Please also pay attention to what the CMU cronies said:  “We anticipate a structural budget deficit.”  That’s due to the medical school folks.  Students, your tuition dollars are not going to faculty to teach you; not going to PAID internships to help you gain job experiences; rather, your tuition is paying for a medical school.  You are going into student loan debt to pay for a medical school.  No matter what program you are in, the university takes a huge chunk of your tuition for this (over 60%).  

      • Michmediaperson says:

        Zeno, while I agree with you about the medical school.  In fact, I was the first one a couple years ago to speak out against it since it was nothing more than a resume padder for Mike Rao, I still think the arrogant union has a major question to answer.

        Why should Michigan taxpayers via appropriations and why should students have tuition raised so unionized faculty will have the extra money to pay union dues which the education unions use to subsidize multi-milllionaire Barack Hussein Obama’s re-election campaign.  Likewise, Debbie Stabenow and every left-winger running for office next year.

        If Obama or Stabenow want money, let the Hollywood Left pay for it.  Obama made 5 million last year and he wants $98,000 a year CMU professors to subsidize him.  That’s corporate welfare.  In 2004, John Kerry’s wealthy wife could have paid for his campaign but instead they made union employees pay for it.

        Zeno, why should students (half of which probably come from Republican households in Michigan) have to pay for Stabenow TV commercials, etc?

        I might be open to a pay raise if the faculty dumps the union.

        Plus, these professors plead poverty but it’s surprising to see online who the professors were who contributed money to Obama and the Democrats the past four years.  Why do they waste their $$$$ doing this when they claim they’re barely able to pay the bills?

        • KafkaMadeMeDoIt says:

          Do you not understand the concept of “median”?  The highest paid faculty are in business and health professions. In business, their adjunct faculty are often paid in excess of 75, 000, while a tenured Associate professor in another department might make 48,000.   You cannot use the mean average because the highest salaries are so high that they inflate the mean as Zeno noted.  If you truly are a “media person,” then I challenge you to find out what the median salaries of CMU faculty are by college —it’s public information.  Instead of holding forth on your repetitive complaint  that “liberals & unions= the apocalypse”, which renders the comment sections of CM-Life a dreary scene from Groundhog Day, do some research and live up to your moniker . . . please.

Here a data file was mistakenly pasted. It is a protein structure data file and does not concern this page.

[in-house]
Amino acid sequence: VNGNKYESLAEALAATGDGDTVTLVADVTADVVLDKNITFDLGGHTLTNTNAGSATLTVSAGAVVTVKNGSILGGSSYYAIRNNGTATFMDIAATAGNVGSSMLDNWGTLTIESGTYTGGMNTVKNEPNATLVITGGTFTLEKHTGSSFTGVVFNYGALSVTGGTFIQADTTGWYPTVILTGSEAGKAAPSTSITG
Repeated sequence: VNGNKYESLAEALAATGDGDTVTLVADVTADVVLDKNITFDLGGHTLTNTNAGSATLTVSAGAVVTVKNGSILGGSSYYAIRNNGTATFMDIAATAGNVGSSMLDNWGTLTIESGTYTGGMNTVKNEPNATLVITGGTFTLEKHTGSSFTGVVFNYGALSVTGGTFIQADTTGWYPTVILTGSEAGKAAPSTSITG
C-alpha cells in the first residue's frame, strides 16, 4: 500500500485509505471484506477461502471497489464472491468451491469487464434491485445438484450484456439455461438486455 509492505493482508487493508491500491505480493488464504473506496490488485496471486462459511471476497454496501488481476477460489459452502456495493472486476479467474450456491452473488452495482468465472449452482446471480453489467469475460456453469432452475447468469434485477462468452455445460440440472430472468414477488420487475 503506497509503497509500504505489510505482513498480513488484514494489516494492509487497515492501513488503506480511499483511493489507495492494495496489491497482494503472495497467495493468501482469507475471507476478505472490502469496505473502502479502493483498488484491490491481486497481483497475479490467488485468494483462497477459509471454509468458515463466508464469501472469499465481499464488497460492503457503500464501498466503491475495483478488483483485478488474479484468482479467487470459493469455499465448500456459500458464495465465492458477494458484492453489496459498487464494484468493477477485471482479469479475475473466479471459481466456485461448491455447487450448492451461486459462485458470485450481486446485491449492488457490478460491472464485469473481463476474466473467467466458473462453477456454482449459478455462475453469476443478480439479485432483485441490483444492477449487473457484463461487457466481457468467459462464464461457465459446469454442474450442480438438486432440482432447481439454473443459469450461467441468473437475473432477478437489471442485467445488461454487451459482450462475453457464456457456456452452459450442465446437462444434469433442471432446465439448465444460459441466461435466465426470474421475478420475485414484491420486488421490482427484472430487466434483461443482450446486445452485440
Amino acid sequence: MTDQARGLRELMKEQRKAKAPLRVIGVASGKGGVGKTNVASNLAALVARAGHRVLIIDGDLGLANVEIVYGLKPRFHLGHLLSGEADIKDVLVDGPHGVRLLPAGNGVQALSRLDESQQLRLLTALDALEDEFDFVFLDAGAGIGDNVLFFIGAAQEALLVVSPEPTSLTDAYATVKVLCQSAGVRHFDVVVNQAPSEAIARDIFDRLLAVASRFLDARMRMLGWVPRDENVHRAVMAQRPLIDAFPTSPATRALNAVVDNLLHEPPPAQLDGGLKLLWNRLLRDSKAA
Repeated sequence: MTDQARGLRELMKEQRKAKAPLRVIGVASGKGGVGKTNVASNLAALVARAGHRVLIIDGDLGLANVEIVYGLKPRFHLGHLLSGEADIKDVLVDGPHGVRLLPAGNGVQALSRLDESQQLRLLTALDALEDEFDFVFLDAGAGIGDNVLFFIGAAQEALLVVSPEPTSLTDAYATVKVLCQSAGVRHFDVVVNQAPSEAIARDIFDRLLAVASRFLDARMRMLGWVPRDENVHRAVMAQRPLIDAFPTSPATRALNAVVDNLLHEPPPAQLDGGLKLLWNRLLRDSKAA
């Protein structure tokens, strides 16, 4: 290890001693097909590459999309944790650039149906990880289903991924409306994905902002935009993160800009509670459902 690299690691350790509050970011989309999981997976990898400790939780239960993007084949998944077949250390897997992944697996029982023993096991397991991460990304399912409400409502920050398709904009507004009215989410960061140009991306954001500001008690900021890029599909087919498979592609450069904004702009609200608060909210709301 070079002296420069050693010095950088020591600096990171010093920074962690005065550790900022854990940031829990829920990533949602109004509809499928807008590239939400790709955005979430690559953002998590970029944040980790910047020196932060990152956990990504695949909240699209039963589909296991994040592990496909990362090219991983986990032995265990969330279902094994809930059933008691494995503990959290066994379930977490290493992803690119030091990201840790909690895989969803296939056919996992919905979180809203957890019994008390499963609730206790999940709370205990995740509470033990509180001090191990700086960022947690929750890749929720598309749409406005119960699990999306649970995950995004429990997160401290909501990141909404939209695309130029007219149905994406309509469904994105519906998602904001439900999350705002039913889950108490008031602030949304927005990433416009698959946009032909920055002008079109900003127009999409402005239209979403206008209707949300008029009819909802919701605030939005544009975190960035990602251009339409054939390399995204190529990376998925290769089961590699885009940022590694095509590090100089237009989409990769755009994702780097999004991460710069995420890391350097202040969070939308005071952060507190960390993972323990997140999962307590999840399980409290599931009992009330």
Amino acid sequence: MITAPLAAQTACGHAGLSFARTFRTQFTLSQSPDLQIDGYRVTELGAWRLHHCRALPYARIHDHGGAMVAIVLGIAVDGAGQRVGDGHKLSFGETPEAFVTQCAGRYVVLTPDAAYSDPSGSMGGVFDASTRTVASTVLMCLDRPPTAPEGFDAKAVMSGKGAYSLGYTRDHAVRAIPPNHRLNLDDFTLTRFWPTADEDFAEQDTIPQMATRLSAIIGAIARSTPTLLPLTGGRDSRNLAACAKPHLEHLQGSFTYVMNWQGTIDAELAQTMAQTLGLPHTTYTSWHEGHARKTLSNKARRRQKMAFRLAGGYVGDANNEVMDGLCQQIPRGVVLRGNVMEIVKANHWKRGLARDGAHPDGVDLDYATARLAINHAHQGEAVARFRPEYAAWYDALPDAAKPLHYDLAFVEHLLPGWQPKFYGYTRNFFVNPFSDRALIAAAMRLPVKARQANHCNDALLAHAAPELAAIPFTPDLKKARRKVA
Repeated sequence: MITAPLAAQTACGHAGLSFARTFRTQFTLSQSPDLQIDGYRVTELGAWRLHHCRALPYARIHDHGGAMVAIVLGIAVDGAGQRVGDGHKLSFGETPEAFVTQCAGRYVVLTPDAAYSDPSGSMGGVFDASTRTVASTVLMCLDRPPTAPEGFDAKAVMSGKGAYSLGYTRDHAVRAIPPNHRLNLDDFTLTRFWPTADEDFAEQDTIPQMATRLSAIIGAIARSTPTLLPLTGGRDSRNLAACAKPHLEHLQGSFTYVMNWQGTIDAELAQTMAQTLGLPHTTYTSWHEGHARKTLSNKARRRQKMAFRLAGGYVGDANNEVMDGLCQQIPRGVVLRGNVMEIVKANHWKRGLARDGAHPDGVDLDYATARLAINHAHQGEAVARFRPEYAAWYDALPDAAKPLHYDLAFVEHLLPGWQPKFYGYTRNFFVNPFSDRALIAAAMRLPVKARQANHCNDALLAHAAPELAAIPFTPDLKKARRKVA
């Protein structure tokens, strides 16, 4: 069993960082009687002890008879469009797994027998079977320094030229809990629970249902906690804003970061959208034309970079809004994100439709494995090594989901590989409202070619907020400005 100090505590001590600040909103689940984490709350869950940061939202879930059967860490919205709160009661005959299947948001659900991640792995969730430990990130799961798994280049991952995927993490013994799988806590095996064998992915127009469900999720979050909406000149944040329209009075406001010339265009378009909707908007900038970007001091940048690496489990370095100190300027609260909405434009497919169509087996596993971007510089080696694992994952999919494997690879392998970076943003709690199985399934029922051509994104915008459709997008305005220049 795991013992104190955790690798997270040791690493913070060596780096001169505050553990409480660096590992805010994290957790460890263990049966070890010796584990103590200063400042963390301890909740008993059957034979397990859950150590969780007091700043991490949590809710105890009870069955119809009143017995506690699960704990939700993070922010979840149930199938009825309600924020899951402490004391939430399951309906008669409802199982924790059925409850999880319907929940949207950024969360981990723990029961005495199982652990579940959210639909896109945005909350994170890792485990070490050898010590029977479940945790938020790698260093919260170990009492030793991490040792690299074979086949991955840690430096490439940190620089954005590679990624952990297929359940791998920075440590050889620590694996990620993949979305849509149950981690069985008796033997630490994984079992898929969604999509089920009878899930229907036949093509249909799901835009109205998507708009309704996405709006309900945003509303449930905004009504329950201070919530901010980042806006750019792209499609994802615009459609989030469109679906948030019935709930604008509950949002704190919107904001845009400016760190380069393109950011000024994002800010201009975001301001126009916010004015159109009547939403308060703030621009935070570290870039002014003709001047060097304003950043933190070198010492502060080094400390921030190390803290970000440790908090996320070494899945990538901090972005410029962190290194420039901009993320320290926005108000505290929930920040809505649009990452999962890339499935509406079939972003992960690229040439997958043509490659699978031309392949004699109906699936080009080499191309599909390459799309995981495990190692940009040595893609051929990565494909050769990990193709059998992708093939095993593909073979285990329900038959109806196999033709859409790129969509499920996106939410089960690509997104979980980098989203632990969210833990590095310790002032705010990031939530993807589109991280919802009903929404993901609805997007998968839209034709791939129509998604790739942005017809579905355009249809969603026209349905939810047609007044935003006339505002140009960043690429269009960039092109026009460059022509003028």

• KafkaMadeMeDoIt says:

          Do you not understand the concept of “median”?  The highest paid faculty are in business and health professions. In business, their adjunct faculty are often paid in excess of 75, 000, while a tenured Associate professor in another department might make 48,000.   You cannot use the mean average because the highest salaries are so high that they inflate the mean as Zeno noted.  If you truly are a “media person,” then I challenge you to find out what the median salaries of CMU faculty are by college —it’s public information.  Instead of holding forth on your repetitive complaint  that “liberals & unions= the apocalypse”, which renders the comment sections of CM-Life a dreary scene from Groundhog Day, do some research and live up to your moniker . . . please.

    • Ben Steiner Brothers says:

      The only thing that’s unreal here is how bad your posting is.

  3. Michmediaperson says:

    I guess Ben I hit a nerve and there is no way you can counter.

    I win the debate again!!!!

    • Ben Steiner Brothers says:

      Debate implies reason, you are incapable of reason, this makes you a bad poster. I’m sure there are plenty of conservative charitiahahahahahahahahaha